Saturday started off rather weakly as I was troubled with the most terrible of cramps. At one point I thought my uterus was going to evacuate, it was so bothersome. The day turned around when we went and decided to have lunch at a local restaurant called Ohana in the Roseway Theater neighborhood. It was Hawaiian food and oh so delicious. The sun was shining and I've noticed on days it's particularly bright I see a bit better. We then proceeded to the Roseway Theater and watched The King's Speech which was pretty spectacular. It's interesting watching movies with one eye pinched shut so I don't have double vision. It's annoying but it doesn't detract from the movie.
Later that evening Chrissey and I went to her friend Kristen and Shari's for a bit of board games and rowdy conversation. It was just what I needed, a nice welcoming embrace to the Portland community. In fact, it was so much fun we didn't want it to end. We gassed up the car and decided to drive the two hours to Lincoln City, eat at Maxwell's and stay overnight. The coast is one of my favorite places, the smell in the air and the wind, to me there is nothing better. We drove back yesterday morning, stopping and snapping pictures and having a good time. I have to say, I love late night car rides with Chrissey. Sometimes the conversation gets so deep and fascinating that we have to pause for several moments of silence while we process it all. I learn so much about her and even more about myself on these little trips. I think that's what I missed most on my travels across the country. I missed connecting and sharing that profound and life altering experience. It was nice to be able to have a bit of self reflection but I think it would have been an amazing experience if I was able to share it with her.
The vision is slowly improving although today there doesn't seem to be much of a difference. The prednisone is putting pressure on my eye and it aches, but it's tolerable at this point. It's not like weeks ago when I nearly wanted to pluck my eye out of my head because the pain was so severe. I'm not satisfied with the rate of progress but alas, any sort of progress is better than the alternative.
I have a job interview on Wednesday as well as an oil change so it's my hope that by then I'll be able to drive. I really should start resting my eyes more frequently as I suppose that would help. I did figure out the best way to describe what it is I see. At this point it's almost like someone turned the dimmer switch in my eye all the way down so it's difficult to really focus or make out any specific details. I hope for my sake, and the sake of my wallet that I will be able to see soon. I need to find a job.

Friday, January 28, 2011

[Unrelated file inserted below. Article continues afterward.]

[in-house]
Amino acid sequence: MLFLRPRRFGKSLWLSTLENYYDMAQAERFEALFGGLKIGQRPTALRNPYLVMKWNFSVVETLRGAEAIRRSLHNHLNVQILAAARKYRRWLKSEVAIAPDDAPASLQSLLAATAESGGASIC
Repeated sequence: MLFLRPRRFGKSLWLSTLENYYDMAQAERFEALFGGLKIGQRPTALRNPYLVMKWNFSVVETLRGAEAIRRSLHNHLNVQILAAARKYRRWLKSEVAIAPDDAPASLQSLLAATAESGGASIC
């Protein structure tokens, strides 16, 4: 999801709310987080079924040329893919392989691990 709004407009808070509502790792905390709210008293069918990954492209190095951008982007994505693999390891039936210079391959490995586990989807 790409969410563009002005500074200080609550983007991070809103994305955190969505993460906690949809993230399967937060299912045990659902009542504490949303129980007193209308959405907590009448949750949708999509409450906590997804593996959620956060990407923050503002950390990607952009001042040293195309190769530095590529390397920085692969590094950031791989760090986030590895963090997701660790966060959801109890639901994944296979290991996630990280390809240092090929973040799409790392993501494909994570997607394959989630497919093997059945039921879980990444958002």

Accomplishing stuff, a MSers dream.

My brain isn't fuzzy today. There's been a cloud lifted and I think it's because I'm beginning to taper off of the meds. I was actually able to complete my assigned readings for my Enlightenment class and then move on to the discussion. Yay for accomplishment. I've also applied for several jobs, including state and country jobs (which has good benefits).
I hate the days when I don't really feel like I have any insight to offer. I just feel like I'm getting better, each day I regain a little more of my vision with the hopes of tomorrow it being restored completely. I hate taking life one day at a time, I'd prefer everything to be instantaneous and set out in front of me like a Thanksgiving meal. I'm definitely a child of instant gratification, that's probably why I have no will power.
I do hope I'll be able to drive soon. My car is crying out for an oil change and I'd like it to get one but I just don't have the way of getting it down there. Come on prednisone, you've already made me pimply and quite round, why not do what you're supposed to so the public can be exposed to it as well. I'm all about sharing.
At least tonight is going to be low-key. It's just a movie and pizza. Nothing difficult about it and since I've completed what I needed to I can actually relax. If only all of us MSers could just relax. Tomorrow, on the other hand, is a completely different story. There's been mention of the word pedicure and my grubby bits are curling backwards in protest. It'll be the first time, hopefully not the last.

Thursday, January 27, 2011

I love the quiet days.

Today was rather mild as far as symptoms go. I took my third day of six prednisone and look forward to tapering down to five tomorrow and so on. I'm on the second day of my prednisone induced menstrual cycle and the cravings are horrendous. I'm not even entirely sure what's driving them, the prednisone or the fact that PMSing. And I am. I'm irritable, depressed, anxious, bloated and broken out. I can't even imagine being anymore unhappy with my body. I need to start getting out there and moving around before the prednisone makes more fat little grubby pockets all over my body. The only good thing is that my vision is slowly coming back, I can actually make out differences in brightness.